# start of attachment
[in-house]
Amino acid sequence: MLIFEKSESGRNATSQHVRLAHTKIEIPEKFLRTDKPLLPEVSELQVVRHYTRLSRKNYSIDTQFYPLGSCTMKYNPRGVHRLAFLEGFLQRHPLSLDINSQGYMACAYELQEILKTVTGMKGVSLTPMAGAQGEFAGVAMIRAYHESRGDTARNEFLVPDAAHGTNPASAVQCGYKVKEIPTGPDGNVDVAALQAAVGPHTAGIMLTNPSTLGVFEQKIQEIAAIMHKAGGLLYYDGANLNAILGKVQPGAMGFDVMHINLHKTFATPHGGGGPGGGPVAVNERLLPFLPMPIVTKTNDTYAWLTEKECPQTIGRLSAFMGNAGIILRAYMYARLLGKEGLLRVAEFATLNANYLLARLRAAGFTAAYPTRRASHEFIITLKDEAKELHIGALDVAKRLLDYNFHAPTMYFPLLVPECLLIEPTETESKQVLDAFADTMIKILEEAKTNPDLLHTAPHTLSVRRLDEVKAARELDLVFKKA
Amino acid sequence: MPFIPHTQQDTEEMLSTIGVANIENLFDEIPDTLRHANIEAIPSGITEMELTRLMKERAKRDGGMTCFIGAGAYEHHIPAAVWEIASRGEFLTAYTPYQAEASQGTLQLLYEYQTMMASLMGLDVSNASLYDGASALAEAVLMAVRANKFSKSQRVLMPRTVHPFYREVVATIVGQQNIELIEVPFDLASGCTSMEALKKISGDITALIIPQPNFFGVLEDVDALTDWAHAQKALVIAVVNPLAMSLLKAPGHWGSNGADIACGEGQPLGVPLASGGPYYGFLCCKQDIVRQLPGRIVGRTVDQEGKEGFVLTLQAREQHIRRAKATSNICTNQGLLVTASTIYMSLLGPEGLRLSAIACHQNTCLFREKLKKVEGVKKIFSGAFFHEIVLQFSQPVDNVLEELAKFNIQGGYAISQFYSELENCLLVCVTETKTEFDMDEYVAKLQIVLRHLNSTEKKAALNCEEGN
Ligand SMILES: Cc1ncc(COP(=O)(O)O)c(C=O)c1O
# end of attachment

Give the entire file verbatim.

[in-house]
Amino acid sequence: MLIFEKSESGRNATSQHVRLAHTKIEIPEKFLRTDKPLLPEVSELQVVRHYTRLSRKNYSIDTQFYPLGSCTMKYNPRGVHRLAFLEGFLQRHPLSLDINSQGYMACAYELQEILKTVTGMKGVSLTPMAGAQGEFAGVAMIRAYHESRGDTARNEFLVPDAAHGTNPASAVQCGYKVKEIPTGPDGNVDVAALQAAVGPHTAGIMLTNPSTLGVFEQKIQEIAAIMHKAGGLLYYDGANLNAILGKVQPGAMGFDVMHINLHKTFATPHGGGGPGGGPVAVNERLLPFLPMPIVTKTNDTYAWLTEKECPQTIGRLSAFMGNAGIILRAYMYARLLGKEGLLRVAEFATLNANYLLARLRAAGFTAAYPTRRASHEFIITLKDEAKELHIGALDVAKRLLDYNFHAPTMYFPLLVPECLLIEPTETESKQVLDAFADTMIKILEEAKTNPDLLHTAPHTLSVRRLDEVKAARELDLVFKKA
Amino acid sequence: MPFIPHTQQDTEEMLSTIGVANIENLFDEIPDTLRHANIEAIPSGITEMELTRLMKERAKRDGGMTCFIGAGAYEHHIPAAVWEIASRGEFLTAYTPYQAEASQGTLQLLYEYQTMMASLMGLDVSNASLYDGASALAEAVLMAVRANKFSKSQRVLMPRTVHPFYREVVATIVGQQNIELIEVPFDLASGCTSMEALKKISGDITALIIPQPNFFGVLEDVDALTDWAHAQKALVIAVVNPLAMSLLKAPGHWGSNGADIACGEGQPLGVPLASGGPYYGFLCCKQDIVRQLPGRIVGRTVDQEGKEGFVLTLQAREQHIRRAKATSNICTNQGLLVTASTIYMSLLGPEGLRLSAIACHQNTCLFREKLKKVEGVKKIFSGAFFHEIVLQFSQPVDNVLEELAKFNIQGGYAISQFYSELENCLLVCVTETKTEFDMDEYVAKLQIVLRHLNSTEKKAALNCEEGN
Ligand SMILES: Cc1ncc(COP(=O)(O)O)c(C=O)c1O